A young child holds up an American Flag during Everett’s Fourth of July Parade on Thursday, July 4, 2024, in downtown Everett, Washington. (Ryan Berry / The Herald)

A young child holds up an American Flag during Everett’s Fourth of July Parade on Thursday, July 4, 2024, in downtown Everett, Washington. (Ryan Berry / The Herald)

Nice weather draws huge crowds for Everett’s Fourth of July parade

Thousands flocked to downtown Everett, lining up along Colby for the growing parade with 100 entrants.

EVERETT — Thousands of people flocked to downtown Everett on Thursday morning to take in this year’s Fourth of July parade.

For 17-year old Jett Jones, who was lined up along Colby, it’s tradition. Jones held a small American flag while wearing an Albert Einstein shirt. He also managed to snag a couple popsicles a parade walker gave out.

“It just seemed like a fun time,” Jones said. “We do it every year.”

Players from Mariner Youth Football run around and distribute candy during Everett’s Fourth of July Parade on Thursday, July 4, 2024, in downtown Everett, Washington. (Ryan Berry / The Herald)

Players from Mariner Youth Football run around and distribute candy during Everett’s Fourth of July Parade on Thursday, July 4, 2024, in downtown Everett, Washington. (Ryan Berry / The Herald)

It brings people together, he said, adding that the fireworks at night are a personal favorite. The colors red, white and blue were ubiquitous as were stars and stripes.

Others, like Laura Cameron-Behee, were thankful for the pleasant temperatures. The thermometer is expected to climb through the weekend and into next week.

Cameron-Behee said the holiday is for “celebrating our freedom with family and friends and enjoying the beautiful weather. Because sometimes it’s freezing, you never know.”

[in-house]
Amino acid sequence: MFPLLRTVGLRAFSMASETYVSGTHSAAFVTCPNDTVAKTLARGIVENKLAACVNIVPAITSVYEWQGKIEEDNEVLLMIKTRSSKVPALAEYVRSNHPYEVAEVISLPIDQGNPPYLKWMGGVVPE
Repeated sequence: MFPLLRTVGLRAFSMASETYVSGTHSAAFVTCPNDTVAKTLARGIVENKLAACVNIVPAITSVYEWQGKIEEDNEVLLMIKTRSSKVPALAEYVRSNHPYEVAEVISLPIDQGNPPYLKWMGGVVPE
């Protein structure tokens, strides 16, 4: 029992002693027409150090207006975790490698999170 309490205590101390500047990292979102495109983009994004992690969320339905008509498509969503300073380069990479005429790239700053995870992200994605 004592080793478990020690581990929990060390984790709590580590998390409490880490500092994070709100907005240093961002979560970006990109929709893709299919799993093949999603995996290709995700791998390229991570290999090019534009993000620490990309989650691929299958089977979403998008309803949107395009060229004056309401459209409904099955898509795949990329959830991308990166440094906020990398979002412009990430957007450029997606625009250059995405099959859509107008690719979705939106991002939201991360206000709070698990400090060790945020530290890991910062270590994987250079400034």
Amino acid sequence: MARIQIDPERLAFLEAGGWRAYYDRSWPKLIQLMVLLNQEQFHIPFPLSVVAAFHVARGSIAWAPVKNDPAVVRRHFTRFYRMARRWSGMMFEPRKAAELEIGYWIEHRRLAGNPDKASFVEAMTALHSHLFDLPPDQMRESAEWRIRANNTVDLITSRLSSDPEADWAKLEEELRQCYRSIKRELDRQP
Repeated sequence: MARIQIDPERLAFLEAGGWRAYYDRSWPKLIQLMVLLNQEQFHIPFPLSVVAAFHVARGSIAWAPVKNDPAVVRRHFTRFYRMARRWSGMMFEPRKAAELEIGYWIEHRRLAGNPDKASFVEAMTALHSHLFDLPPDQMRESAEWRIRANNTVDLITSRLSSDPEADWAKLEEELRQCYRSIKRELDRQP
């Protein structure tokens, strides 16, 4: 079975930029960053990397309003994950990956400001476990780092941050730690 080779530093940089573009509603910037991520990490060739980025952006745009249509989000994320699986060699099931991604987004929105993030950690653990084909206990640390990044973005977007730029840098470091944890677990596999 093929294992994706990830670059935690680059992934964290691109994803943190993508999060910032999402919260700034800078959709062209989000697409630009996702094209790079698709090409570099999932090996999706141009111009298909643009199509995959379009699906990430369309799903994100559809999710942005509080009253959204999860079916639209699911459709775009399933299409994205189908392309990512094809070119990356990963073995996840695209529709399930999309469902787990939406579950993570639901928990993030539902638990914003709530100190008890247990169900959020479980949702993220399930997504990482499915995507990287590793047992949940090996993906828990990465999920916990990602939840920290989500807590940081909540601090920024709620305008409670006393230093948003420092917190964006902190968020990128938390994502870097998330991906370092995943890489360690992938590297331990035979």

Two children exchange candy during Everett’s Fourth of July Parade on Thursday, July 4, 2024, in downtown Everett, Washington. (Ryan Berry / The Herald)

Two children exchange candy during Everett’s Fourth of July Parade on Thursday, July 4, 2024, in downtown Everett, Washington. (Ryan Berry / The Herald)

Notably, last year’s Fourth of July saw a $75,000, 20-minute firework show fail to go off at the waterfront. The city got a refund and gave the company a second chance this year.

Everett didn’t have a Fourth of July parade for three years due to the pandemic. A private group, the Fourth of July Foundation, took over the previously city-run parade and brought it back last year for the first time since 2019.

People line Colby during Everett’s Fourth of July Parade on Thursday, July 4, 2024, in downtown Everett, Washington. (Ryan Berry / The Herald)

People line Colby during Everett’s Fourth of July Parade on Thursday, July 4, 2024, in downtown Everett, Washington. (Ryan Berry / The Herald)

The parade is growing. The clear, cool weather brought out huge crowds. The 2023 edition had 62 entries — this year there were 100. Thursday’s ranged from the Everett Fire Department to the Everett Rowing Association.

An old fire engine goes by during Everett’s Fourth of July Parade on Thursday, July 4, 2024, in downtown Everett, Washington. (Ryan Berry / The Herald)

An old fire engine goes by during Everett’s Fourth of July Parade on Thursday, July 4, 2024, in downtown Everett, Washington. (Ryan Berry / The Herald)

The parade started just past Everett High School, streamed down Colby Avenue before turning at Wall Street and circling back down Wetmore Avenue.

Noting the importance of this year, politics were in the air. Local socialists collected signatures for the $20.24 minimum wage ballot initiative.

The Seattle Cossacks Motorcycle Stunt Team pile onto a motorcycle during Everett’s Fourth of July Parade on Thursday, July 4, 2024, in downtown Everett, Washington. (Ryan Berry / The Herald)

The Seattle Cossacks Motorcycle Stunt Team pile onto a motorcycle during Everett’s Fourth of July Parade on Thursday, July 4, 2024, in downtown Everett, Washington. (Ryan Berry / The Herald)

Supporters for various candidates also marched. The largest seemed to be for Snohomish County Superior Court candidate Mary Anderson, who had over 40 supporters decked out in the campaign’s trademark purple.

Some spectators even came down from Canada to take in the American holiday. One was Helen Scott, 56, who was struck by a procession of banners of local soldiers who died in combat. That procession was followed by a Veterans of Foreign Wars Float.

“As much as it’s hard, it’s good to remember and honor,” Scott said.

Jordan Hansen: 425-339-3046; jordan.hansen@heraldnet.com; Twitter: @jordyhansen.

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